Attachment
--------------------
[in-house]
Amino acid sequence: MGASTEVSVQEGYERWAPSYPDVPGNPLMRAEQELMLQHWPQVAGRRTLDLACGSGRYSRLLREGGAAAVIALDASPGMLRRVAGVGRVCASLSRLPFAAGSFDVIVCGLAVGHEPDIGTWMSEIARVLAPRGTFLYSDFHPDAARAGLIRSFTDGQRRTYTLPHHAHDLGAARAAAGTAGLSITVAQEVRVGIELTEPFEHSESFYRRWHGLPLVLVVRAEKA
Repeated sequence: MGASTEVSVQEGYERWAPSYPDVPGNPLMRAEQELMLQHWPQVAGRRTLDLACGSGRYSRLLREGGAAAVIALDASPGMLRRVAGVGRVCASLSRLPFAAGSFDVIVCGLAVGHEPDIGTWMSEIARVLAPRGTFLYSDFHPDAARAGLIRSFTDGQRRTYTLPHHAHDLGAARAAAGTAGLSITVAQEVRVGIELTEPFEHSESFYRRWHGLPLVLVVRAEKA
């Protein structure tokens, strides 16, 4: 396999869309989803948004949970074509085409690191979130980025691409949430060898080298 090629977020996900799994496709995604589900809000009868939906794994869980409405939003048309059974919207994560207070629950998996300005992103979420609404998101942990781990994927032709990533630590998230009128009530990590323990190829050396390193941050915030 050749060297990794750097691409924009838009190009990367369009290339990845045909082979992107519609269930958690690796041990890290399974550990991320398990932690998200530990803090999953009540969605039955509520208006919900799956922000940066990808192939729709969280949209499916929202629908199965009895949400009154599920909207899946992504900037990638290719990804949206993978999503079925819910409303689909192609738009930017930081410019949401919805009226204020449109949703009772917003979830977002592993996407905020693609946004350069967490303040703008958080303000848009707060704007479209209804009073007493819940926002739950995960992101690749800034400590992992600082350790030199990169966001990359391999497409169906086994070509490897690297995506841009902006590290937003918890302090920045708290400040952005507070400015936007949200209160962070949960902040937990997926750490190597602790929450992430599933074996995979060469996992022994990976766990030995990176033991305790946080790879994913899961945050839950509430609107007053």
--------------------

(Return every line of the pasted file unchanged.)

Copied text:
[in-house]
Amino acid sequence: MGASTEVSVQEGYERWAPSYPDVPGNPLMRAEQELMLQHWPQVAGRRTLDLACGSGRYSRLLREGGAAAVIALDASPGMLRRVAGVGRVCASLSRLPFAAGSFDVIVCGLAVGHEPDIGTWMSEIARVLAPRGTFLYSDFHPDAARAGLIRSFTDGQRRTYTLPHHAHDLGAARAAAGTAGLSITVAQEVRVGIELTEPFEHSESFYRRWHGLPLVLVVRAEKA
Repeated sequence: MGASTEVSVQEGYERWAPSYPDVPGNPLMRAEQELMLQHWPQVAGRRTLDLACGSGRYSRLLREGGAAAVIALDASPGMLRRVAGVGRVCASLSRLPFAAGSFDVIVCGLAVGHEPDIGTWMSEIARVLAPRGTFLYSDFHPDAARAGLIRSFTDGQRRTYTLPHHAHDLGAARAAAGTAGLSITVAQEVRVGIELTEPFEHSESFYRRWHGLPLVLVVRAEKA
């Protein structure tokens, strides 16, 4: 396999869309989803948004949970074509085409690191979130980025691409949430060898080298 090629977020996900799994496709995604589900809000009868939906794994869980409405939003048309059974919207994560207070629950998996300005992103979420609404998101942990781990994927032709990533630590998230009128009530990590323990190829050396390193941050915030 050749060297990794750097691409924009838009190009990367369009290339990845045909082979992107519609269930958690690796041990890290399974550990991320398990932690998200530990803090999953009540969605039955509520208006919900799956922000940066990808192939729709969280949209499916929202629908199965009895949400009154599920909207899946992504900037990638290719990804949206993978999503079925819910409303689909192609738009930017930081410019949401919805009226204020449109949703009772917003979830977002592993996407905020693609946004350069967490303040703008958080303000848009707060704007479209209804009073007493819940926002739950995960992101690749800034400590992992600082350790030199990169966001990359391999497409169906086994070509490897690297995506841009902006590290937003918890302090920045708290400040952005507070400015936007949200209160962070949960902040937990997926750490190597602790929450992430599933074996995979060469996992022994990976766990030995990176033991305790946080790879994913899961945050839950509430609107007053």